While we had planned for it to be a #roseallday situation, and we certainly had our share, the star of the weekend for me was this little Spanish number I picked up from work before we left:

Palacio de Bornos Verdejo

Verdejo is a Spanish grape that reminds many people of Sauvignon Blanc. This one was super tart and refreshing, and reminded me of fresh tangerine juice. Delightful, even out of a plastic cup at the beach.

We also went to the famous Seacrets, you know, as an anthropological exercise. As a neurotic, chubby, pale, 31 year old in a cotton LOFT sundress from two seasons ago, I fit right in with the 21 year old gazelles in their neon colorblocked bikinis and flash tattoos:

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It was hilarious, and a total blast. Just don’t get in the water at the waterfront bar they have – with the heat and the crush of humanity wading around in there, it just seems like the perfect environment for the next crazy superbug that will eat your brain in 8 hours or something. Eek!

Another tip from me to you: try one of the multitude of ‘crush’ options that are so popular in this part of Maryland, but go for one with fresh-squeezed grapefruit juice instead of orange, and sub gin for vodka. The result is like the more fun, trashy little sister to a Greyhound.

And with that, I’m about to head to the pool and soak up the last few rays of summer sunshine, but sans Verdejo. Even professional winos need to detox once in awhile!

Frivolous Friday: An Oldie But Goodie

Despite the fact that without adult supervision, I could spend an entire afternoon and half my paycheck at Sephora, I’m often super lazy about grooming and maintenance. You should see my roots. OK, let’s be real here, they’re not even roots anymore, my hair is just gray.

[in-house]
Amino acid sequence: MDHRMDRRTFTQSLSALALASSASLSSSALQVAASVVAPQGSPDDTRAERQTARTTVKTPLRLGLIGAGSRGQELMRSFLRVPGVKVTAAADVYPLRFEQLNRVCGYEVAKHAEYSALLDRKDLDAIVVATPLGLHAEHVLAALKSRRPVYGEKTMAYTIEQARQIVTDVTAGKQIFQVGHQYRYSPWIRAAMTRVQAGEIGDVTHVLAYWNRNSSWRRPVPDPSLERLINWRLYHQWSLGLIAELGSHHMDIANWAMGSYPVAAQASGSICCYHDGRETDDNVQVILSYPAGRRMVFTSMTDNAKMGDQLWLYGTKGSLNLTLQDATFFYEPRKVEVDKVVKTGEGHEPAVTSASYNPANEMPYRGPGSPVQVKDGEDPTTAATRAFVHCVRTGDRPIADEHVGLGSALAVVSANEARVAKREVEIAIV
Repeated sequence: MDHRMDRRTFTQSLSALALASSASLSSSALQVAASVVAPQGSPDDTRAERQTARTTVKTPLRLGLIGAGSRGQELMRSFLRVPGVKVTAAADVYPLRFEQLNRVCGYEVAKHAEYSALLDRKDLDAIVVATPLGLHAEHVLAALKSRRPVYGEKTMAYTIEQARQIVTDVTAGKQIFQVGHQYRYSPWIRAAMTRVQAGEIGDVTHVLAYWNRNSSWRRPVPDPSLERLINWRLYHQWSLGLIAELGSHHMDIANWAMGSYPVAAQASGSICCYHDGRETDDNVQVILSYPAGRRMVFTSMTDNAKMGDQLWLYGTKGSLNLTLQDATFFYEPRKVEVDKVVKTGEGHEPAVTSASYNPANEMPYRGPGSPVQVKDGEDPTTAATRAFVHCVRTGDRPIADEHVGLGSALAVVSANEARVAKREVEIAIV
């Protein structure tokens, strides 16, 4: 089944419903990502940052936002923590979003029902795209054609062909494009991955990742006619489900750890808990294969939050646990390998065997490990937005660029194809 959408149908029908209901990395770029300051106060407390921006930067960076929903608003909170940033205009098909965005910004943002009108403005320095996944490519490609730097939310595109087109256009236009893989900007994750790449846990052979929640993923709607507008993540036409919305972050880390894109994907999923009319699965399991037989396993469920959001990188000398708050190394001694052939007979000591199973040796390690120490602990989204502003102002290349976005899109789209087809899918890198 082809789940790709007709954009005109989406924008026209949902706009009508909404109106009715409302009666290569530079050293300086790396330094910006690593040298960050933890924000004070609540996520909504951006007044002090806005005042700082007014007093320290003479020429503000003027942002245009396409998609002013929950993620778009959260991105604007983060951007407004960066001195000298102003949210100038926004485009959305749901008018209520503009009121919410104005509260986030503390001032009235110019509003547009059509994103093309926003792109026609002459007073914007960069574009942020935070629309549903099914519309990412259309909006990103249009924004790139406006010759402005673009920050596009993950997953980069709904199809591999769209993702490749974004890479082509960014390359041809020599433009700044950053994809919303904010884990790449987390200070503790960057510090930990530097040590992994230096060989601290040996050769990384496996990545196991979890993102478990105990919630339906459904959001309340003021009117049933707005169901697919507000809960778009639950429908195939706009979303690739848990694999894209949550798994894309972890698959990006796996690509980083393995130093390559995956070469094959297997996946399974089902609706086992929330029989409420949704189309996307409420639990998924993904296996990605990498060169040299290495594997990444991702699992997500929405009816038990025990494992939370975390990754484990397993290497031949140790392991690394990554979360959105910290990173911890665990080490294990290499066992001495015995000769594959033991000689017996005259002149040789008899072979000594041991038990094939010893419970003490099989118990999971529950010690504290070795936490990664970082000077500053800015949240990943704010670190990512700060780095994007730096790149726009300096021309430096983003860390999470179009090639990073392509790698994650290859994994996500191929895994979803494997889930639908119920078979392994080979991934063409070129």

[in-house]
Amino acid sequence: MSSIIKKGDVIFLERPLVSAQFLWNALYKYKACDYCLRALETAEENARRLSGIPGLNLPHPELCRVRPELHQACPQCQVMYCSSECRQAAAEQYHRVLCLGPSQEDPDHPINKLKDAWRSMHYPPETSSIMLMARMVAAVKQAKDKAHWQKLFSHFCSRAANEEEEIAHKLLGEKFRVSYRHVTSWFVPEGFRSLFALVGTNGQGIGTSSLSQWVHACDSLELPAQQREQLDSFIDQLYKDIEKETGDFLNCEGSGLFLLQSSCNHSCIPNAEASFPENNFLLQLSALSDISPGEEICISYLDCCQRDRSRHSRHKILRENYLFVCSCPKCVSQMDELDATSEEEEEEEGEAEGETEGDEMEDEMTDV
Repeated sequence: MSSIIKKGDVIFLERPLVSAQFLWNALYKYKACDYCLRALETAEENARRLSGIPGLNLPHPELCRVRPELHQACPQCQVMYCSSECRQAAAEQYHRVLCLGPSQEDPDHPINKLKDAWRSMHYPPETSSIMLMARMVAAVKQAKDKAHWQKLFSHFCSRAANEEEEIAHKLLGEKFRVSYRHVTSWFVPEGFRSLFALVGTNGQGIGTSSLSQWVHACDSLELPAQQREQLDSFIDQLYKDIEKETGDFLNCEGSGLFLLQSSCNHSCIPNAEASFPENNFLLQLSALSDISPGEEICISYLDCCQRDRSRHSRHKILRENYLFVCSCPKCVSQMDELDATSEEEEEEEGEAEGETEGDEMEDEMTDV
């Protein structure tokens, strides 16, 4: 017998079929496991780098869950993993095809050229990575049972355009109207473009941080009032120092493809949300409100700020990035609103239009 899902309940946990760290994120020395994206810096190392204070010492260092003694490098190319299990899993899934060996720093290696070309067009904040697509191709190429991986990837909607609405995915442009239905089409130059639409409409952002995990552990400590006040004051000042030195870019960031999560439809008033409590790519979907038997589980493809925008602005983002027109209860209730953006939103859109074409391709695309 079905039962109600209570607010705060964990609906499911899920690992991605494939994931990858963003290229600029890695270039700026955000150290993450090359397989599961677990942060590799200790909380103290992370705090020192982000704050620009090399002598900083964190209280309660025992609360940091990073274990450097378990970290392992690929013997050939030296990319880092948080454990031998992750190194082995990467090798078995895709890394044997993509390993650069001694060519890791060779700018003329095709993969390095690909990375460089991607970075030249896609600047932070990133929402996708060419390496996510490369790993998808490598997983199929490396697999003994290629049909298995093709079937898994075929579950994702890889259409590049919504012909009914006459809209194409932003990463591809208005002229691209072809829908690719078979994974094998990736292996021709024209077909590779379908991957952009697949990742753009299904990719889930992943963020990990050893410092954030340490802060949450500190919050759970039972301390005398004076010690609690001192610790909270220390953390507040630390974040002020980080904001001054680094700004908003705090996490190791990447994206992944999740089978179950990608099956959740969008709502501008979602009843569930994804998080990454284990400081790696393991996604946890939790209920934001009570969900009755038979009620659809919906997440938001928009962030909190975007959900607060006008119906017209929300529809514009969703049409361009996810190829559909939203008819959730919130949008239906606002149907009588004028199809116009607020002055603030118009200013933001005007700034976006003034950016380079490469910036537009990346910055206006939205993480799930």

Some days even showering seems like a boring chore. UGH, I think. I have to take clothes OFF, get wet, and then put them on again? This feeling is especially strong if it’s a Sunday and I have to work. I love my job, but for some reason working on a Sunday just makes me feel so whiny and put-upon that I even annoy myself.

Unless! Unless. Unless I have a bottle of this shit in my shower caddy:

amande shower oil

Then, the only reason I don’t shower twice a day regardless of whether I’ve worked out is because I feel guilty about wasting water.

First of all, the scent is amazing. Most almond-scented products smell like marzipan and old-lady soap, kind of blandly sweet and powdery. Not this stuff. It smells like a real, unroasted almond, along with some light floral notes and this beautiful, fresh ozone aroma that reminds me of walking through wet grass after a summer rainstorm. I keep the hand cream in my purse just in case I want a burst of this smell to brighten up a ‘bleh’ day.

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The other great thing about the Amande Shower Oil is that it’s this bizarre, space-aged foaming oil. It’s a liquidy oil that foams once you put it on your washcloth and start scrubbing, and it gets SUPER sudsy if you use one of those shower poufs. But because it’s this soap/oil hybrid, it’s much more moisturizing than your average shower gel. Because of this unique texture, it’s great to shave your legs with, too, if you’re into that.